As we focus on outdoor activities here at Regency Reflections, I would like to spend sometime highlighting one meant for lovers, lovers of scenic views and food, the picnic (picnick). By the time of the Regency, communing with nature and enjoying natural activities became the rage. What better way to indulge both passions, outdoors and food, than by dining al fresco.
The ingredients of a fine picnic are the weather, the guests, the place, and the food.
The weather should be warm and sunny. Most picnics provide a linen cover on the ground for the participants to sit and eat their meals. Thus, if it has rained for several days, the saturated ground will wet the coverings and bring mud and damp clothes to the event. We wouldn’t want to spread consumption. Moreover, if one tried to have a picnic in 1816, the year without a summer, the temperature would be too cold or worse too snowy to have had an enjoyable picnic.
Selection of the guest needed to be done with the same care as choosing ones for an indoor dinner party. Participants will be sitting very close together, even leaning near the next person. Thus, social people with excellent conversation would be preferred. Unmarried people still required chaperones, so the hero won’t be sneaking away with his single heroine… unless he’s sure not to be caught.
The place to hold the picnic must be selected wisely. Because of the need for the eyes to experience nature, the environment for the picnic should be as inviting as the food. Yet, choosing a picturesque place might mean settling on an out of the way flat plain on the moors, or a hill like Box Hill, the famed picnic spot in Emma. Box Hill, the summit of the North Downs in Surrey, is set up high and framed in boxwood trees, oaks, tall grasses, and wild flowers. Perfect for a picnic.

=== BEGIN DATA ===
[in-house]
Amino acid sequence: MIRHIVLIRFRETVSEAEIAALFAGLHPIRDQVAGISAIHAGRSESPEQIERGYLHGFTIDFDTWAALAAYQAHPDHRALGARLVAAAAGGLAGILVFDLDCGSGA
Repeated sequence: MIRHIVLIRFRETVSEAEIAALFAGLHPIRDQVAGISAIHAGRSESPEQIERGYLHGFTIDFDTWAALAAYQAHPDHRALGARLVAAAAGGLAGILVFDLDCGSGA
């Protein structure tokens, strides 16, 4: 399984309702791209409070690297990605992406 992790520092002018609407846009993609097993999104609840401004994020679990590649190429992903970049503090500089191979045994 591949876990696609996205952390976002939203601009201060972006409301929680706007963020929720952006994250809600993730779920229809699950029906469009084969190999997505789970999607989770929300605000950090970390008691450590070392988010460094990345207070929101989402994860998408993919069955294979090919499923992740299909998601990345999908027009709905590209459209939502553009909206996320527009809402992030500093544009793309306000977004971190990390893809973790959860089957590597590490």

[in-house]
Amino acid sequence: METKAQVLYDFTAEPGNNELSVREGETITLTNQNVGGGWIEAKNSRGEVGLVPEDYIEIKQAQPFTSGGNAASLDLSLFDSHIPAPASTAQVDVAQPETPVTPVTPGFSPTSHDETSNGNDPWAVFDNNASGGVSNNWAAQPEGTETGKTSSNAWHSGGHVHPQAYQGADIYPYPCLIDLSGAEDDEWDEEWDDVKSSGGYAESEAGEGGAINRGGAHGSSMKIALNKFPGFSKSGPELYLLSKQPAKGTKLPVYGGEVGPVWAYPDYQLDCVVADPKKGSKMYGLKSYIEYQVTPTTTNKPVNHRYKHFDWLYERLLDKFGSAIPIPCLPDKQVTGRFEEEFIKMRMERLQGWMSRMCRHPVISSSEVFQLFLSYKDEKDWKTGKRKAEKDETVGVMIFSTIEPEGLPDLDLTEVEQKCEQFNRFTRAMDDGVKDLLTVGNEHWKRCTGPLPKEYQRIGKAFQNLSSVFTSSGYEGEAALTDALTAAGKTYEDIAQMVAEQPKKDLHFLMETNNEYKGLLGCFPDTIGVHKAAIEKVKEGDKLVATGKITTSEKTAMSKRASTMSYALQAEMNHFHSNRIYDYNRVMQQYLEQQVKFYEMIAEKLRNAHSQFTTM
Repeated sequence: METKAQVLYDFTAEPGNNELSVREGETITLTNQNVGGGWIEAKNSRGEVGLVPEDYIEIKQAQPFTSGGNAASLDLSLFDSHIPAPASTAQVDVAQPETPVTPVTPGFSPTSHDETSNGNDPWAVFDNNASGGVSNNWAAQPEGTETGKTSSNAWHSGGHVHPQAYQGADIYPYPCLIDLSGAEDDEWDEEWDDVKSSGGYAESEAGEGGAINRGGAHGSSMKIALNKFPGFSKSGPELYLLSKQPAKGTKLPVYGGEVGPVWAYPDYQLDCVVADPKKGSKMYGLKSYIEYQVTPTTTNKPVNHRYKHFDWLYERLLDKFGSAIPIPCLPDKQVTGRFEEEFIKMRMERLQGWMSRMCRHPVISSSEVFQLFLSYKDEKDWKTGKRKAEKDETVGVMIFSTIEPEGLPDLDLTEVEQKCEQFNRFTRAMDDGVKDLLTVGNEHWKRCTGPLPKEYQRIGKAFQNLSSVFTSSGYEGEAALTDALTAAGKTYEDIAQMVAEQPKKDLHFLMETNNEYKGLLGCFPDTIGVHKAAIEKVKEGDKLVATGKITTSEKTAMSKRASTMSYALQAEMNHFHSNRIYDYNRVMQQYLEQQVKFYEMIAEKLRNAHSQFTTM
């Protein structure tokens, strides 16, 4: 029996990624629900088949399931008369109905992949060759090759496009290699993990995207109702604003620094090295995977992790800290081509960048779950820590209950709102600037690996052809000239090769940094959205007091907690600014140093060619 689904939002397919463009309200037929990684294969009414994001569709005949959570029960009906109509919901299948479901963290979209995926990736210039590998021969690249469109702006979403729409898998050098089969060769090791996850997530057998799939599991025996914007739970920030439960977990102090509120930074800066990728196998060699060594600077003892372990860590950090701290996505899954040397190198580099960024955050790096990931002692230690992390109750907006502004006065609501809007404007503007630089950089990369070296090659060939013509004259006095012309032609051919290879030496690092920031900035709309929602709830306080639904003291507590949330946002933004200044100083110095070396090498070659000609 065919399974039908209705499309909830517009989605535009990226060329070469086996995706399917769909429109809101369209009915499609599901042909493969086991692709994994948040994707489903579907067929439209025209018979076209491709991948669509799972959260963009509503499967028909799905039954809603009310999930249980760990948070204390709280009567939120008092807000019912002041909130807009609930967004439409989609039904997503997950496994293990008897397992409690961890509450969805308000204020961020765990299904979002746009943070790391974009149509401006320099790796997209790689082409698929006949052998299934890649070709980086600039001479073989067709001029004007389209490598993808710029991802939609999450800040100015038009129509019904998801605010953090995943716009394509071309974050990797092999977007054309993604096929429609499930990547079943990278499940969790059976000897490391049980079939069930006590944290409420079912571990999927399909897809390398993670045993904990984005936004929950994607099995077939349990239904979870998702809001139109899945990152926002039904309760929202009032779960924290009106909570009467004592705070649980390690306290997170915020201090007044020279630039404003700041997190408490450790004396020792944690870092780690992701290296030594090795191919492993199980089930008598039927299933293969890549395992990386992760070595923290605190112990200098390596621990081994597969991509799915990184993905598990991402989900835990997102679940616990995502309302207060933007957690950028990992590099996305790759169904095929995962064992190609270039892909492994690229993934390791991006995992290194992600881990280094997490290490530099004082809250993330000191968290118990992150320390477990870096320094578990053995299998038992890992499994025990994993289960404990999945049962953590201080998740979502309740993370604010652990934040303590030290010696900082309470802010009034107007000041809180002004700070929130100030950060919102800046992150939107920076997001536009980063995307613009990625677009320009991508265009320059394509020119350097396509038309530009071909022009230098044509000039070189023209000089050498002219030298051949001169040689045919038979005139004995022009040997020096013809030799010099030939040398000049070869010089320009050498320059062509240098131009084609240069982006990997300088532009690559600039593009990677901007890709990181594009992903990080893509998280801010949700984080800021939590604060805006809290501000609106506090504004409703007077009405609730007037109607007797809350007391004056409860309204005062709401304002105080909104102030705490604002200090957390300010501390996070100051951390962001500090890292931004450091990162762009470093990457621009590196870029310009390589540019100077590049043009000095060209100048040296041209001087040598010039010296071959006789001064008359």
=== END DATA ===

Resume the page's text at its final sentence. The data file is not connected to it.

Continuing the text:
The provisions for the picnic can consists of tables to hold the food, the food, plates, cloths, servants to dish the food, servants to do the setup and the clean up, the linens, etc. These goods and servers can require wagons or carriages for transportation to and from the location. If the scenic spot was too out of the way, servants had to walk and carry picnic fare from the closets point of access (the road, etc.) to the picnic spot.
Food for the picnic can be arranged one of two ways. (1.) The picnic organizers can assign foods for each of the participants to bring. This ensures that no foods are duplicated. Each participant must bring enough food for all of the picnickers. (2.) The other way is for the organizer to supply it. This option was mainly chosen by the wealthy as an extension of showing off their good fair just as if the picnic were an indoor dinner at a ball.
The common foods supplied were pre-sliced cold roast and cow tongue (also sliced). Deviled eggs were popular. Once the egg is boiled, it’s sliced in half and the yolk is removed. The yolks are mixed with pepper, Worcester sauce, salt, and mustard and then returned to the inside of the boiled egg half. No addition of mayonnaise (1756 Charles de Lorraine, duke of Mayenne) to worry about spoilage.
I found a reference to walnut sandwiches and fruit sandwiches. Walnut sandwiches were made from chopped walnuts mixed with cheese and spices and served on thinly sliced bread. Fruit sandwiches were made with stiff stale bread topped with thin slices of bananas and pineapples sprinkled with sugar. After it sets up with the fruit juices penetrating the bread, it is cut into little cakes and served with whipped cream (or clotted cream).
The drink offered would be a popular beverage that can be served at ambient temperatures (not too cold and not hot): lemonade, white wine claret, or a sweet madeira wine.
All foods should be easy to port and serve the picnic-goers to show the host as a considerate and generous person as well as match the beauty and ease of the natural surroundings.
So, if your weekend permits, have your servant or dear hubby fetch a sandwich and blanket and dine al fresco Regency-style.
“Cookery”, by Amy Richards, published in 1895
Andrew Hubbell, How Wordsworth Invented Picnicking and Saved British Culture. Romanticism, Volume 12, Number 1, 2006, pp. 44-51